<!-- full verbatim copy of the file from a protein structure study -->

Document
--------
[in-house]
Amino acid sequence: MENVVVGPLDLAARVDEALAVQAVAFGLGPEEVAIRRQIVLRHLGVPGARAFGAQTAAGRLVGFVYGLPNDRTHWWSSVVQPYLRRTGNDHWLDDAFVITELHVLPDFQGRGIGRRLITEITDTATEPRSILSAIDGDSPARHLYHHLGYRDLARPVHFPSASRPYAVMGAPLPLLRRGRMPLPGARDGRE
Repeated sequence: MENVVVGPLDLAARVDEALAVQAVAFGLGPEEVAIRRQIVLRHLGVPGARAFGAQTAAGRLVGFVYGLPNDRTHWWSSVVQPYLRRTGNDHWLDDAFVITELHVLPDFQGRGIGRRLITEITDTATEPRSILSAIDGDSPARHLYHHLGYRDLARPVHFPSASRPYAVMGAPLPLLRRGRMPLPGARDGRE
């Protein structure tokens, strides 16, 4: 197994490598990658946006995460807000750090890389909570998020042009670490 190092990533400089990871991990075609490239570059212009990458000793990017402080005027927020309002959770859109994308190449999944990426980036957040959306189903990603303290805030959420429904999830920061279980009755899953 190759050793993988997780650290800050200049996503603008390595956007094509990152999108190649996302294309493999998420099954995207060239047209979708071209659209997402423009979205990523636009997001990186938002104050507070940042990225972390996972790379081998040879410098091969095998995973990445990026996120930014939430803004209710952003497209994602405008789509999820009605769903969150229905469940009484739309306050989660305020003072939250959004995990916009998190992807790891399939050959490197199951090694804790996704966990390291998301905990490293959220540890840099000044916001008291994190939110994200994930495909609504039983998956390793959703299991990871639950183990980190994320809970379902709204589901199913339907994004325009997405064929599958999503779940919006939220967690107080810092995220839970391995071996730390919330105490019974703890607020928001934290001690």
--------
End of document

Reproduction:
[in-house]
Amino acid sequence: MENVVVGPLDLAARVDEALAVQAVAFGLGPEEVAIRRQIVLRHLGVPGARAFGAQTAAGRLVGFVYGLPNDRTHWWSSVVQPYLRRTGNDHWLDDAFVITELHVLPDFQGRGIGRRLITEITDTATEPRSILSAIDGDSPARHLYHHLGYRDLARPVHFPSASRPYAVMGAPLPLLRRGRMPLPGARDGRE
Repeated sequence: MENVVVGPLDLAARVDEALAVQAVAFGLGPEEVAIRRQIVLRHLGVPGARAFGAQTAAGRLVGFVYGLPNDRTHWWSSVVQPYLRRTGNDHWLDDAFVITELHVLPDFQGRGIGRRLITEITDTATEPRSILSAIDGDSPARHLYHHLGYRDLARPVHFPSASRPYAVMGAPLPLLRRGRMPLPGARDGRE
């Protein structure tokens, strides 16, 4: 197994490598990658946006995460807000750090890389909570998020042009670490 190092990533400089990871991990075609490239570059212009990458000793990017402080005027927020309002959770859109994308190449999944990426980036957040959306189903990603303290805030959420429904999830920061279980009755899953 190759050793993988997780650290800050200049996503603008390595956007094509990152999108190649996302294309493999998420099954995207060239047209979708071209659209997402423009979205990523636009997001990186938002104050507070940042990225972390996972790379081998040879410098091969095998995973990445990026996120930014939430803004209710952003497209994602405008789509999820009605769903969150229905469940009484739309306050989660305020003072939250959004995990916009998190992807790891399939050959490197199951090694804790996704966990390291998301905990490293959220540890840099000044916001008291994190939110994200994930495909609504039983998956390793959703299991990871639950183990980190994320809970379902709204589901199913339907994004325009997405064929599958999503779940919006939220967690107080810092995220839970391995071996730390919330105490019974703890607020928001934290001690």